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Disruptive changes to business models will have a profound mpact on the employment landscape over the coming years. Many of the major drivers of transformation currently affecting global industries are expected to have a significant impact on jobs, ranging from significant job creation to job displacement, and from heightened labour productivity to widening skills gaps. In many industries and countries, the most in-demand occupations or specialties did not exist 10 or even five years ago, and the pace of change is set to accelerate. By one popular estimate, 65% of children entering primary school today will ultimately end up working in completely new job types that don’t yet exist.

In such a rapidly evolving employment landscape, the ability to anticipate and prepare for future skills requirements, job content and the aggregate effect on employment is increasingly critical for businesses, governments and individuals in order to fully seize the opportunities presented  by these trends—and to mitigate undesirable outcomes.

Past waves of technological advancement and demographic change have led to increased prosperity, productivity and job creation. This does not mean, however, that these transitions were free of risk or difficulty. Anticipating and preparing for the current transition is therefore critical. As a core component of the World Economic Forum’s Global Challenge Initiative on Employment, Skills and Human Capital, the Future of Jobs project aims to bring specificity to the upcoming disruptions to the employment and skills landscape in industries and regions—and to stimulate deeper thinking about how business and governments can manage this change. The industry analysis presented in this Report will form the basis of dialogue with industry leaders to address industry-specific talent challenges, while the country and regional analysis presented in this Report will be integrated into national and regional public-private collaborations to promote employment and skills.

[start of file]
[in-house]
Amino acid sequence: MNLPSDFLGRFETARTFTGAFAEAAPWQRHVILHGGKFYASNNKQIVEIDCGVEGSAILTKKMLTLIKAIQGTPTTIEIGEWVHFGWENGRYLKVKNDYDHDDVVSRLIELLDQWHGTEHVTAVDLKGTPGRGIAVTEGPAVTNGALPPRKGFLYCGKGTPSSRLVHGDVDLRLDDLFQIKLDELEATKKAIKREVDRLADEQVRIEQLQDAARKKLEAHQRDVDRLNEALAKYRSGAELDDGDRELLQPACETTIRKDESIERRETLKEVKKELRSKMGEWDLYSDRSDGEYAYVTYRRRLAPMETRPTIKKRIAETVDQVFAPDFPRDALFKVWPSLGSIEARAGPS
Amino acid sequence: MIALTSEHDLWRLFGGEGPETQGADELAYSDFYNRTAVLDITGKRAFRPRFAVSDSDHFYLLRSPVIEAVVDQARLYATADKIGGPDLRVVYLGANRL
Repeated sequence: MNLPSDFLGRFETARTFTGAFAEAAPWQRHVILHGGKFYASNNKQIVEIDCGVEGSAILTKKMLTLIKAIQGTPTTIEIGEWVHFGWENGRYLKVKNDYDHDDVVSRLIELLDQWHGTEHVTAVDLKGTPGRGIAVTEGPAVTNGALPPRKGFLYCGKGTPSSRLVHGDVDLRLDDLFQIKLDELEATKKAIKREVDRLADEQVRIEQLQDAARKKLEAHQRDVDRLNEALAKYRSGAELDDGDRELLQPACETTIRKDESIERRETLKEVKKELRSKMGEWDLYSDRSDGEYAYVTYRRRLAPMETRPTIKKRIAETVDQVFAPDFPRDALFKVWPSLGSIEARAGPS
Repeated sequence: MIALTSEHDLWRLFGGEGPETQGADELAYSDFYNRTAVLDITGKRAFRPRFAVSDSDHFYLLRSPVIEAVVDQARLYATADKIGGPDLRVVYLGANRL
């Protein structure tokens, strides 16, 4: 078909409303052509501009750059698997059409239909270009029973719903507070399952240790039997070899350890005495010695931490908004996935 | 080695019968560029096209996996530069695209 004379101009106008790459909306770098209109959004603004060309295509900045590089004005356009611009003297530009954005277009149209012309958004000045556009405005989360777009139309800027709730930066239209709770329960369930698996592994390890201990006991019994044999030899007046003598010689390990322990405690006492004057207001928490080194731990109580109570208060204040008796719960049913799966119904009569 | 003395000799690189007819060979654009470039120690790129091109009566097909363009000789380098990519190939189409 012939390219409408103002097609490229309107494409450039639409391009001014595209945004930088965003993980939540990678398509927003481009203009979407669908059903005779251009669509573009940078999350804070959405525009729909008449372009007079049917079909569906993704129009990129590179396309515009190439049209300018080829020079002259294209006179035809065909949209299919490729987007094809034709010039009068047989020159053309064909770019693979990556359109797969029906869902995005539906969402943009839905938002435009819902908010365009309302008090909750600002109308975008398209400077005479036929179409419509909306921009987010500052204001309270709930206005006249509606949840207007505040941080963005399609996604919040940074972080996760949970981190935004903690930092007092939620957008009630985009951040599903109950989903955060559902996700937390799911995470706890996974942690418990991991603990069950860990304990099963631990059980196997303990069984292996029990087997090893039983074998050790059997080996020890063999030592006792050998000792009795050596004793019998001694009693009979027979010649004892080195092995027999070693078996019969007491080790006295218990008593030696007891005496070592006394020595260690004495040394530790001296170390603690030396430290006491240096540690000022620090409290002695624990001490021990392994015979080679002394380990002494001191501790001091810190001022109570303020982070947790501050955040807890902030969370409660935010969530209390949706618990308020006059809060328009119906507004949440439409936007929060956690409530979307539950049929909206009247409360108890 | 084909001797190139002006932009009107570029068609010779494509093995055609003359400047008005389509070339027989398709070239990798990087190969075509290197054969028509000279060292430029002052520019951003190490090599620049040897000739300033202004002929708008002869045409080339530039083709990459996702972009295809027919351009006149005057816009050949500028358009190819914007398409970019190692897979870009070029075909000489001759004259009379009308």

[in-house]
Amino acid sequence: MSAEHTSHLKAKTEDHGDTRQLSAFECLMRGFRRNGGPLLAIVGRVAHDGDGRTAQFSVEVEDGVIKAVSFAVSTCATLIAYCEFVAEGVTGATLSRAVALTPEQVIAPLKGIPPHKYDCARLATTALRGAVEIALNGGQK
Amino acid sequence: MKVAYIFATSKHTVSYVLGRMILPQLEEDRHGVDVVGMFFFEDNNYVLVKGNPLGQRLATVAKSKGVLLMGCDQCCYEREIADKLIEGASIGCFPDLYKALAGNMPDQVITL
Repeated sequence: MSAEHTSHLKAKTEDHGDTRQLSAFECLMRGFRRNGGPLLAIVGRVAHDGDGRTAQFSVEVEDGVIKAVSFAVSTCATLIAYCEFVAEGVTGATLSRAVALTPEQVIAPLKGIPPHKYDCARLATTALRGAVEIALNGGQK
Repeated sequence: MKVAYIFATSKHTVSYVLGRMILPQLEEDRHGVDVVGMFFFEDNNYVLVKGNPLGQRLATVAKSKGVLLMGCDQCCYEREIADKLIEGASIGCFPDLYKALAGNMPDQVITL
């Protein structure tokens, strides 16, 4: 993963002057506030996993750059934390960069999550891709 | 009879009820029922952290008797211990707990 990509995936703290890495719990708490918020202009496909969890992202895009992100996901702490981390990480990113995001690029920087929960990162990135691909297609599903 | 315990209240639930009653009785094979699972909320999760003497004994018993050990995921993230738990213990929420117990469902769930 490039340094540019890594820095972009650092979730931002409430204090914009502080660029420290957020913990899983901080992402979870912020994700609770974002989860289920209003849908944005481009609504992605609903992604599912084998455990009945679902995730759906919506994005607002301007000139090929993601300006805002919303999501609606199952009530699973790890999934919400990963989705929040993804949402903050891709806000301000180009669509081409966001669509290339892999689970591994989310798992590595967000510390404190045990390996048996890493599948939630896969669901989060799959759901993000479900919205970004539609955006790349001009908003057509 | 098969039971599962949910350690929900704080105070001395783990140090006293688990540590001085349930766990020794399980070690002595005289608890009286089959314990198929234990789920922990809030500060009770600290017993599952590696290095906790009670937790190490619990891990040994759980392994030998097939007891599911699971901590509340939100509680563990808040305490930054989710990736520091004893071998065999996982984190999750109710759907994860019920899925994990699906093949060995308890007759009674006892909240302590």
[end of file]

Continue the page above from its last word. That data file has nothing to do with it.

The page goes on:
Sourced through Scoop.it from: www3.weforum.org

See on Scoop.itFutures Thinking and Sustainable Development

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